Case in point: Chris Poelma, the 52-year-old president and general manager of NCR Small Business, a tech company where he says he conceptualised five different startups while marathon training. For Poelma, who starts nearly every morning with a run and averages 80 kilometres a week, running provides an unmatched sense of mental clarity and an uninterrupted space to solve problems. “The harder the problem, the longer I run,” he laughs, recalling a 28K run during which he developed a win-win solution for a complex foreign partnership negotiation.
“If I miss a day’s run, my thoughts aren’t as clear. I can be rushed for judgment and less thoughtful on decisions,” says Poelma. “I think running opens your mind to what is already there.”
It Breeds Camaraderie
Many seasoned – and even novice – runners will tell you that it induces feel-good vibes (aka the runner’s high), which are caused by hormones called endocannabinoids. This positivity can be infectious.
Even though running is frequently solitary, “you can see from other runners the friendliness and camaraderie of the sport,” says Sachs, “whether it’s sharing a smile, a wave or providing support.” Sachs experienced this firsthand during a recent 7K trail race. As a novice trail runner, he stumbled along the path and the runners behind him immediately offered help and advice on navigating the terrain.
This sense of congeniality is what initially got Strand hooked on running. During her first ever race she enjoyed meeting and chatting with friendly participants in the starting area nearly as much as the race itself. “I realised that this was the type of supportive, positive community I wanted to be part of.”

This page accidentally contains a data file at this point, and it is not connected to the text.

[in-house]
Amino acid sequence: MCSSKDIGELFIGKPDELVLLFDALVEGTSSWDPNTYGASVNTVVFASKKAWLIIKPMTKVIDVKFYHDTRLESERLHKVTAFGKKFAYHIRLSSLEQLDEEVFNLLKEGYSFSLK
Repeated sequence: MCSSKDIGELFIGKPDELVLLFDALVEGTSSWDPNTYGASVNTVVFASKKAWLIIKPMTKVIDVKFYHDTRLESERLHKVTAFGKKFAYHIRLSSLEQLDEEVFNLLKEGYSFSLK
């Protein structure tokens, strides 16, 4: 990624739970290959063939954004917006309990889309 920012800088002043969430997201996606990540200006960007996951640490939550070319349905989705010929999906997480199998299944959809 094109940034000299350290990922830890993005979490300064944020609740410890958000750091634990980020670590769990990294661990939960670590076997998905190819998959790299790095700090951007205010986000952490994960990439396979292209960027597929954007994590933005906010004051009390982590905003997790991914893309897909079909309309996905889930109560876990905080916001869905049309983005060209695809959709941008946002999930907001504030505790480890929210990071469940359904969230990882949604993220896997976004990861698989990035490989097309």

It Fosters Humility
Ever seen the dreaded DNF next to your name? Been sidelined by unexpected pain? Or perhaps just had an inexplicably crappy race despite logging long, hard hours of training?
“Running can be the ultimate check on your hubris,” says Sachs.
With the sport come various obstacles – like injuries, illnesses, bad weather and rough terrain – that can deter progress and humble the most confident, successful athletes among us. (Think: Paula Radcliffe and the 2004 Olympic Marathon or Eliud Kipchoge’s shoe fiasco in the 2015 Berlin Marathon). Run long enough and you’ll experience enough setbacks to learn that no runner is immune to hardship. Besides, those hardships ultimately make us better runners – and more resilient people.